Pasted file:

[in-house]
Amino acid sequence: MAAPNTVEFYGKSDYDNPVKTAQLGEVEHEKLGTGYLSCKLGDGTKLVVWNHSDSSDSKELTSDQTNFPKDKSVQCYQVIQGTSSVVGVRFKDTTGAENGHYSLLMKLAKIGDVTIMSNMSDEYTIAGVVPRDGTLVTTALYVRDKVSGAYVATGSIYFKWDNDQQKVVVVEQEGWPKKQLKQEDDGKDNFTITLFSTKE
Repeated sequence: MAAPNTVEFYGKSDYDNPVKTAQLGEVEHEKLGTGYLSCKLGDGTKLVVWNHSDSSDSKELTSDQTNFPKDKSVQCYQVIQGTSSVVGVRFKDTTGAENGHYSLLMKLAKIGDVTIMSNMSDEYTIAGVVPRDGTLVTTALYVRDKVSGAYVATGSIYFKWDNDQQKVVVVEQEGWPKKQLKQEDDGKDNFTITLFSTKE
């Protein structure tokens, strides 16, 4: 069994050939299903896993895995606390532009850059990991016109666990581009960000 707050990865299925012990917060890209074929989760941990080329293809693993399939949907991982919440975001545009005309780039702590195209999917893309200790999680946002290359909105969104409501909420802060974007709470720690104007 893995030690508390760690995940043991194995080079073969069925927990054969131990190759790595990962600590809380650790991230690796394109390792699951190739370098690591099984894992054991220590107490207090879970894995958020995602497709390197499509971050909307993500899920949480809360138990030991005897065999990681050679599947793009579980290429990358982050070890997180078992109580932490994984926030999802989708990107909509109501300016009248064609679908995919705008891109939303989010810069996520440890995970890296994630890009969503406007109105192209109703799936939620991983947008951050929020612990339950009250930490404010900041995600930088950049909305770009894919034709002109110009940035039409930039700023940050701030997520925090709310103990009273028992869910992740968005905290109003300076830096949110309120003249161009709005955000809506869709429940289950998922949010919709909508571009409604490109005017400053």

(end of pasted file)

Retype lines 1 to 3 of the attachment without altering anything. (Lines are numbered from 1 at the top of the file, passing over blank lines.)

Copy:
[in-house]
Amino acid sequence: MAAPNTVEFYGKSDYDNPVKTAQLGEVEHEKLGTGYLSCKLGDGTKLVVWNHSDSSDSKELTSDQTNFPKDKSVQCYQVIQGTSSVVGVRFKDTTGAENGHYSLLMKLAKIGDVTIMSNMSDEYTIAGVVPRDGTLVTTALYVRDKVSGAYVATGSIYFKWDNDQQKVVVVEQEGWPKKQLKQEDDGKDNFTITLFSTKE
Repeated sequence: MAAPNTVEFYGKSDYDNPVKTAQLGEVEHEKLGTGYLSCKLGDGTKLVVWNHSDSSDSKELTSDQTNFPKDKSVQCYQVIQGTSSVVGVRFKDTTGAENGHYSLLMKLAKIGDVTIMSNMSDEYTIAGVVPRDGTLVTTALYVRDKVSGAYVATGSIYFKWDNDQQKVVVVEQEGWPKKQLKQEDDGKDNFTITLFSTKE